Creative thinking is affected by your entire being: how you slept last night, what you ate today, what you read before you went to sleep last night—the list goes on. But it turns out that a lot of creativity has to do with your working environment. Where you work affects how you think, and there are many studies to prove it.



Hotels are a great sort of limbo between real life and fantasy. The setting is dingily cinematic, familiar and alien all at once. It seems like strange things could easily have happened in this room, maybe even quite recently. Likewise, all you have in the way of entertainment is pay-per-view TV, so they can become incubators for ideas.

Think about it: you’re alone in an unfamiliar city. What a perfect time to get some real thinking done! Sure, you could spring for the wifi and just connect to the world like you always do, but maybe stay off the grid for a night, and see what your mind cooks up while the internet’s out.

And, research shows you’ll be in good company. The famous author Maya Angelou is said to always have booked hotel rooms to do her writing, finding them to be perfect for removing distractions and focusing on the task at hand. In her words: “I go into the room and I feel as if all my beliefs are suspended. Nothing holds me to anything.”



Image Courtesy of Shutterstock


Trains and planes

Sometimes it can be hard to take the time to get creative because you feel like you should be spending time working on something more immediately rewarding. But time spent traveling is essentially dead time: you have to spend that time moving, and there’s a limit to the amount of other work you can get finished on your way.

But, taken another way, these cramped spaces are perfect little workshops. They’re slightly uncomfortable, so they naturally encourage you to be introspective. The scenery flows by serenely yet quickly, changing, but staying static at the same time. You’re free to let your eyes glaze over as you look through the window and get that thought just right before you put it down on paper.

There’s a lot of evidence that many writers found trains to be excellent sources of creativity and great places to write. Amtrak even offers a writer’s residency, where they say writers can do their work in “unique workspace of a long-distance train.”


In public

Next time you need to make that breakthrough, grab a notebook and head out for a coffee. Take the coffee to somewhere nice and busy, like a central square (or even stay at the cafe if it seems to be a lively place). Sit somewhere a bit further back, where you can see a wide angle of all the action. And just watch. Try to figure out what’s happening with each of these people you can see, their fears, motivations, dreams, and desires. Imagine what it’s like to be them.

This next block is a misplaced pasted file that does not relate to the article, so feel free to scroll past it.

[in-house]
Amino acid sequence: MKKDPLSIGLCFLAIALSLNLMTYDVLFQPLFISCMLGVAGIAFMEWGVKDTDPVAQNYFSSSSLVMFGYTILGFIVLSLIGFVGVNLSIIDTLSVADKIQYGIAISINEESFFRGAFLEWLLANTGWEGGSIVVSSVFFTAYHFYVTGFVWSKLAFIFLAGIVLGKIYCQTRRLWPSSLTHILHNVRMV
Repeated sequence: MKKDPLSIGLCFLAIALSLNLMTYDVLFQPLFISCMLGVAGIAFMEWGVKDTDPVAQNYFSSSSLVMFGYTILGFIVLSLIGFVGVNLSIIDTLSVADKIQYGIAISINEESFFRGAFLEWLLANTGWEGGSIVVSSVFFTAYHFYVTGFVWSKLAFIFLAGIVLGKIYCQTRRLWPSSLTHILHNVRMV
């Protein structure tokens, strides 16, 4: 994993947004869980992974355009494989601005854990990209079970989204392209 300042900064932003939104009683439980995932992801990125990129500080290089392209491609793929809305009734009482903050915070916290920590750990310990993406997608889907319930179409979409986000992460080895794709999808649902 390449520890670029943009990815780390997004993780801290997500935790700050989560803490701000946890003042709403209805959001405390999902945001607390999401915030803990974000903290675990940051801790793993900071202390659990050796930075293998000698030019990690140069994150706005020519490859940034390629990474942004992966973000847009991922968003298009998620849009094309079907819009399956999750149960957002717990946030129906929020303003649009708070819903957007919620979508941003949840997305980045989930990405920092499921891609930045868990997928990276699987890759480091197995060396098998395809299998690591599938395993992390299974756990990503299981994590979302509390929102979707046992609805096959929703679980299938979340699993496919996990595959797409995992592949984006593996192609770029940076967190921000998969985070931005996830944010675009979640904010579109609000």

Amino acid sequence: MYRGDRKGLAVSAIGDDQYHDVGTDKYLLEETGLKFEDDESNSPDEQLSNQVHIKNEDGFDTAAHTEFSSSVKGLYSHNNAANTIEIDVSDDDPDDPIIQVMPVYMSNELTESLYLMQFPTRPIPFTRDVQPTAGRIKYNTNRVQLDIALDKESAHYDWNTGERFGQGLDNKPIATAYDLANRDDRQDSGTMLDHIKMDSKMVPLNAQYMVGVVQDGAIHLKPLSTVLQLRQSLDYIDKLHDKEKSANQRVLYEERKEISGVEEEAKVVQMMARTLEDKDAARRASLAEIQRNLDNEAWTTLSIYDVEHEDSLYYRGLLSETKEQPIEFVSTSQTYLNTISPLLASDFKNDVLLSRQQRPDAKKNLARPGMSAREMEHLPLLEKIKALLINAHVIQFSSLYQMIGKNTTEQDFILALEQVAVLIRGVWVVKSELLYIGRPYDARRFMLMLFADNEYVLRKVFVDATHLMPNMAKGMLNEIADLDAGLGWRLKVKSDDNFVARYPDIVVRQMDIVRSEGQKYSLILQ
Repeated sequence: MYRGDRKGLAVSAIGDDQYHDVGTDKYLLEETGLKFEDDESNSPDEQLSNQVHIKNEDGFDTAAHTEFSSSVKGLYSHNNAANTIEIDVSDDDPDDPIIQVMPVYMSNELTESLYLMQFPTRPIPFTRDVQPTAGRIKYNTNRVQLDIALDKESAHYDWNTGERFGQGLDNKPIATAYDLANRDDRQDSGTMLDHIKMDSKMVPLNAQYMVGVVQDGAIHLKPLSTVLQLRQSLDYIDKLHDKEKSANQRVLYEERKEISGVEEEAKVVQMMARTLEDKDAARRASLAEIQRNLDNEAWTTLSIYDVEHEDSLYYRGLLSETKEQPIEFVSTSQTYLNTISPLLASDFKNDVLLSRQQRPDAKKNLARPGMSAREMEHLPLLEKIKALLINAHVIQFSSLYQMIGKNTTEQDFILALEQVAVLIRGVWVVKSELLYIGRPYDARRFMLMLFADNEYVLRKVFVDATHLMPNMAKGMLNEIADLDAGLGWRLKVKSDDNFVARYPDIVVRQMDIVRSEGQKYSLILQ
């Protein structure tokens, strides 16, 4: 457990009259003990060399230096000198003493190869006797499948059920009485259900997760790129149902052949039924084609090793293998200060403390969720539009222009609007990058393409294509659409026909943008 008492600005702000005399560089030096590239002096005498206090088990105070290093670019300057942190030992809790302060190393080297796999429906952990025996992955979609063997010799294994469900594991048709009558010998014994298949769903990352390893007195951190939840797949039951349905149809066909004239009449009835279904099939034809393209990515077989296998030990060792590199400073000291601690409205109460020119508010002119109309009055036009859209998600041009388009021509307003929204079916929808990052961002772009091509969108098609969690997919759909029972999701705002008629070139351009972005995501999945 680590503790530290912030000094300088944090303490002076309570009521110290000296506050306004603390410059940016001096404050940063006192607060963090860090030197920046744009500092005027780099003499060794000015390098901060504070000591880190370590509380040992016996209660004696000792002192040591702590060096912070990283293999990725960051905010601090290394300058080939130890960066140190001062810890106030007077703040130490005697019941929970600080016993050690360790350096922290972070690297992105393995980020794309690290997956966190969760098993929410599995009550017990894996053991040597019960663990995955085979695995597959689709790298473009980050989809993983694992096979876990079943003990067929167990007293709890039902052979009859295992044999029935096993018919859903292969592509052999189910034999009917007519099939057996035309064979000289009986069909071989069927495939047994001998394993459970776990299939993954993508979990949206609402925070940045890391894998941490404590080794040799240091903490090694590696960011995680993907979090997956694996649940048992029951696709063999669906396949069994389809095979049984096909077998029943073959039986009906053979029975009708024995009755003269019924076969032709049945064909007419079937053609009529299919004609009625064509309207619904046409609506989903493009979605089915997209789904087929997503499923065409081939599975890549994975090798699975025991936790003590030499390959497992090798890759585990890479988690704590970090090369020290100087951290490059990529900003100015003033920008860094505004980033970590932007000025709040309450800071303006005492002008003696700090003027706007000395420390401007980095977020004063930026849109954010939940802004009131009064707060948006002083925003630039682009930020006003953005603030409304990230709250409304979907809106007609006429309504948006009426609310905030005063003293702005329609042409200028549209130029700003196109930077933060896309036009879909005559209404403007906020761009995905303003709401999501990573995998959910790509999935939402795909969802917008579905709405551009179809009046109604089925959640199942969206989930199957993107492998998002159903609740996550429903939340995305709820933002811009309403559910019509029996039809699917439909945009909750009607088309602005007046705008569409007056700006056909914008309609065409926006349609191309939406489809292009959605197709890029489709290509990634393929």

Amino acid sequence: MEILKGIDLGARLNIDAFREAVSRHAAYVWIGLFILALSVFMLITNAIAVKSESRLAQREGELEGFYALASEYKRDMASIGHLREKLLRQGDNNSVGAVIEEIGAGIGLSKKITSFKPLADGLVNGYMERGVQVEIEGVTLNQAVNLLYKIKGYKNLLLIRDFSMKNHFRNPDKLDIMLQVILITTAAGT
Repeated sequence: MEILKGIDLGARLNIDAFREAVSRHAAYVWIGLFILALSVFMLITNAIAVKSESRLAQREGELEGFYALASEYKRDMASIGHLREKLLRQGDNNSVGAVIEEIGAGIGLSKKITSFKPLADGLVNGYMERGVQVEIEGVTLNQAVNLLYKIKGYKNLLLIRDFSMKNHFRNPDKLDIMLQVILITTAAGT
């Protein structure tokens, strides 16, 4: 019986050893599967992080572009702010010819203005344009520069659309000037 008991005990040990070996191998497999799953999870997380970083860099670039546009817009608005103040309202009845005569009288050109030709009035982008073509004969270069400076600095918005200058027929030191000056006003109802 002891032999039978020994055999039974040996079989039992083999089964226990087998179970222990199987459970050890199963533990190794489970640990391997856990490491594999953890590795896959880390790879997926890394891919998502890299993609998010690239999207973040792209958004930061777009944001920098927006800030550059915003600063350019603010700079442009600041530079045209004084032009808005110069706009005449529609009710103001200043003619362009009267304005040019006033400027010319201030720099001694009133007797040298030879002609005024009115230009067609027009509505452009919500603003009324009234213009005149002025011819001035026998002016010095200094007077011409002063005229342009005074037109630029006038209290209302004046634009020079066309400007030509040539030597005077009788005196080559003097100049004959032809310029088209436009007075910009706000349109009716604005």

This can be a great way to remove yourself from your own context and really inspire some creativity, and better yet—it’s supported by science. A recent study showed that the background noise of a cafe is the perfect balance between loud and quiet, and it allows us to focus without becoming lost in our own minds. Not at a coffee shop? Try Coffitivity, a website that plays coffeeshop background noise so you can focus wherever you are.


A library or bookstore

Sometimes, the most important creation is just brute-forced out of your brain. Sometimes you have to sit and just work at something for hours on end, squeezing every tiny step out of your mind like a damp rag. These are the tough ideas, and they take dedication.

It’s also, unsurprisingly, the perfect place to read, and many studies have shown reading to be essential for stimulating creativity. The library or a bookstore is the perfect place to sit in silence with absolutely no distraction and turn your unbroken focus to the task at hand.


The Automation of Creativity

Not only are people looking for ways to think creatively, but they are looking to remove the burden by letting lines of computer code put the pieces together. Things like business name generators, online logo makers, and copywriting computers are becoming increasingly popular as businesses pursue every avenue to cut costs and save time. Although there is an argument that these tools are the death of creativity, you cannot deny that automation like this requires an immense amount of creativity to design and develop.




Nick RojasNick Rojas is a business consultant and writer who lives in Los Angeles. He has consulted small and medium-sized enterprises for over twenty years. He has  contributed articles to Visual.ly, Entrepreneur, and TechCrunch. You can follow him on Twitter @NickARojas, or you can reach him at NickAndrewRojas@gmail.com.

How Mageneti Marelli Used Open Innovation to Find the Competitive Edge

magneti marelliWhat can happen when you invite open, global innovation into your organization? International company Magneti Marelli found out when they partnered with Open Knowledge to create their Laptime Club.

Magneti Marelli was founded in Italy in 1919. It is committed to the design and production of hi-tech systems and components for the automotive industry.  As an organization, the group’s presence stretches across 19 countries, and is a supplier for the most important car makers in Europe, North and South America, and Asia.